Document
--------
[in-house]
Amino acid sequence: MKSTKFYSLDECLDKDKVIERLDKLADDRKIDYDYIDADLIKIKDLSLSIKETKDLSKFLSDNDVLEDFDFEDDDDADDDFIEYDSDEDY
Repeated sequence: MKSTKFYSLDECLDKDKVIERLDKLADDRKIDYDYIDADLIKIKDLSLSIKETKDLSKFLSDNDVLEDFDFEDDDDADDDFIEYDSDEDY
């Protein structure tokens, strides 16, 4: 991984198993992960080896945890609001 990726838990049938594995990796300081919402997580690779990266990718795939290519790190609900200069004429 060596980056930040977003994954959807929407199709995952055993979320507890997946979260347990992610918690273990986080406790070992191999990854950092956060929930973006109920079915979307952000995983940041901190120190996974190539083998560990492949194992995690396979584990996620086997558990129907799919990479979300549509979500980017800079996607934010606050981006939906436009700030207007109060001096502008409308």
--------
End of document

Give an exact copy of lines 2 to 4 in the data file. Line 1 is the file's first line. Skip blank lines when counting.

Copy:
Amino acid sequence: MKSTKFYSLDECLDKDKVIERLDKLADDRKIDYDYIDADLIKIKDLSLSIKETKDLSKFLSDNDVLEDFDFEDDDDADDDFIEYDSDEDY
Repeated sequence: MKSTKFYSLDECLDKDKVIERLDKLADDRKIDYDYIDADLIKIKDLSLSIKETKDLSKFLSDNDVLEDFDFEDDDDADDDFIEYDSDEDY
């Protein structure tokens, strides 16, 4: 991984198993992960080896945890609001 990726838990049938594995990796300081919402997580690779990266990718795939290519790190609900200069004429 060596980056930040977003994954959807929407199709995952055993979320507890997946979260347990992610918690273990986080406790070992191999990854950092956060929930973006109920079915979307952000995983940041901190120190996974190539083998560990492949194992995690396979584990996620086997558990129907799919990479979300549509979500980017800079996607934010606050981006939906436009700030207007109060001096502008409308």